Belfast Telegraph

Line-up and date confirmed for Ariana Grande's Manchester tribute gig

Justin Bieber, Niall Horan and Coldplay will join Ariana Grande at a special tribute concert this weekend, to honour the victims of the Manchester Arena terror attack.

22 people were killed, including seven children, when a suicide bomber detonated an explosive following Ariana's Dangerous Woman show in the city last week.

On Friday, the US singer (23) announced she would be returning to Manchester to host a benefit concert in support of the We Love Manchester Emergency Fund.

She said: "I don't want to go the rest of the year without being able to see and hold and uplift my fans.

"I'll be returning to the incredibly brave city of Manchester to spend time with my fans and to have a benefit concert in honour and raise money for the victims and their families."

The fund was set up by the Manchester City Council and British Red Cross to support survivors and victims' families and has so far raised more than £6 million.

Red Cross chief executive Mike Adamson has praissed Grande’s “gesture of solidarity”.

He said: “It will help raise funds to support the survivors and the families who tragically lost someone last week.

“This event is an opportunity for people to come together and celebrate things that unite us – music, humanity and the will to do something to help others.”

The concert will take place at the Old Trafford cricket ground on Sunday, June 4 and will also feature Take That, Miley Cyrus, Usher and Pharrell. It will be broadcast live on BBC TV and radio.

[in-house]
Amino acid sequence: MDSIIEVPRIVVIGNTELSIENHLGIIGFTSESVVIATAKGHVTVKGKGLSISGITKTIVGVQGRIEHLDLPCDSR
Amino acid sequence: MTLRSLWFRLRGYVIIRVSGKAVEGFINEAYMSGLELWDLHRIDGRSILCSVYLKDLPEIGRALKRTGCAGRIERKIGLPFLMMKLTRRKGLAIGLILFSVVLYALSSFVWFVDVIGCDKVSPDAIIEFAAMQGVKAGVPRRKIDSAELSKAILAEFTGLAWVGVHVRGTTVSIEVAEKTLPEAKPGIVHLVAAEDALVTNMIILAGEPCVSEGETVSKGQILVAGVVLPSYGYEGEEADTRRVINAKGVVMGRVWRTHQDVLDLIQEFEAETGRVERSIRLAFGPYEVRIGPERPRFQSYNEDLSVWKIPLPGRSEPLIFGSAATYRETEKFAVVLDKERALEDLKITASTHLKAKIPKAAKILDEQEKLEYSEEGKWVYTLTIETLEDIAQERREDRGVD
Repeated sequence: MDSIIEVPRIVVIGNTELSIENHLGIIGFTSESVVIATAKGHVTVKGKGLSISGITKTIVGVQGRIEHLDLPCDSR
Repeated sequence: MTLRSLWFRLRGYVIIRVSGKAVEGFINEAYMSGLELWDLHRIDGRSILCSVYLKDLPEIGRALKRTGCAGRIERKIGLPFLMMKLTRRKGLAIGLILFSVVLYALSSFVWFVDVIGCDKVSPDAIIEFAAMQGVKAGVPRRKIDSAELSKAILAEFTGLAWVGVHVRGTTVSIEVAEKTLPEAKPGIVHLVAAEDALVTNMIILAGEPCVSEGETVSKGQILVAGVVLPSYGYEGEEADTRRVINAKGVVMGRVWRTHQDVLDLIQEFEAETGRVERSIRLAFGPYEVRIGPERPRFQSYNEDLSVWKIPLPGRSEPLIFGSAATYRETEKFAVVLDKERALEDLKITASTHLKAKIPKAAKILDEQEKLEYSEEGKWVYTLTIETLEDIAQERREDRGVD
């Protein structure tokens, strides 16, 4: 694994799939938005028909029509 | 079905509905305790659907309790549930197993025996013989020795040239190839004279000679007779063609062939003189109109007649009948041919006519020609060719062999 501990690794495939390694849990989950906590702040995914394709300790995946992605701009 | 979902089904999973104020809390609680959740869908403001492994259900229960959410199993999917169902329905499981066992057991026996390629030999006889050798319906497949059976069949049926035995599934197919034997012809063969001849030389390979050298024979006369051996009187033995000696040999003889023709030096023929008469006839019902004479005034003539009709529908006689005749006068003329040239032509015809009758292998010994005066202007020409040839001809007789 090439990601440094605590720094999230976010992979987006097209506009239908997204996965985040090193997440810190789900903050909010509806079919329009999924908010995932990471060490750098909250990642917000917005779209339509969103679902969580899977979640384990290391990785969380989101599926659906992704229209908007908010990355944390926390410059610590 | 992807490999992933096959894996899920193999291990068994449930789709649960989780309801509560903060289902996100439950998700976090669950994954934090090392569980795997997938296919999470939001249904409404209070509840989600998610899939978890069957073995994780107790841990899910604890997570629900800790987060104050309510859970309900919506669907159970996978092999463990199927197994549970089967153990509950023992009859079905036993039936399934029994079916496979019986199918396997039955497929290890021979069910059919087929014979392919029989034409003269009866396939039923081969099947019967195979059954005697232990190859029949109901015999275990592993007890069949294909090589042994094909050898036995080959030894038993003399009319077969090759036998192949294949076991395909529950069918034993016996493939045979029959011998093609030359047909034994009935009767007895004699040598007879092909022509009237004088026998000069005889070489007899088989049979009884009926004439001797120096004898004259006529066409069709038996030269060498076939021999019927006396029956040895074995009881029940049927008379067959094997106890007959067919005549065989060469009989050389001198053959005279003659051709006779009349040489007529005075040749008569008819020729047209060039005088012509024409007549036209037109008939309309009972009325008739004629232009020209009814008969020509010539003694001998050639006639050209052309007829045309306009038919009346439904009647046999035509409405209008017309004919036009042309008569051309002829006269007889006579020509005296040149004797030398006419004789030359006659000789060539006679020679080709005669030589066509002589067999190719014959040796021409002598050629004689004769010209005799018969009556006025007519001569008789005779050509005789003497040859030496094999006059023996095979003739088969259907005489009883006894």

Tickets will go on sale on Thursday at 10am.

Fans who were at the show last week will be offered free tickets to the event.

Earlier on Tuesday, Greater Manchester Police Chief Constable Ian Hopkins said the force had been working with the singer’s management team on the “finer details” to ensure the gig goes ahead.

In an interview with BBC Radio Manchester, the senior officer said the pop star’s team were “very keen” to return to the city “sooner rather than later” for a proposed date this weekend but that it clashed with Carrick’s charity testimonial at the nearby football stadium.

Mr Hopkins said: “When the idea of the concert came up, the first reaction was we need to speak to the families of the victims and see what they feel. It is fair to say that the majority of them are very much in favour, there are some that clearly aren’t and that is absolutely understandable.

“Ariana Grande’s team were very keen to come back to Manchester sooner rather than later so we have been working with Michael Carrick’s team and working with her team to try and make this happen because clearly we can’t have 65,000 people at Old Trafford for Michael Carrick’s testimonial and 50,000 in Lancashire Cricket Club both at the same time. It would just have caused utter traffic chaos, let alone the security issues for us.

“So yesterday I was speaking personally with Michael and his team who, I have to say, have been brilliant in trying to come to a compromise around enabling us to make sure that both go ahead.”

After the attack, Ariana posted her condolences on Twitter, saying: "Broken. from the bottom of my heart, i am so so sorry. i don't have words."

She has since put her Dangerous Woman tour on hold and cancelled two shows at London's O2 Arena.

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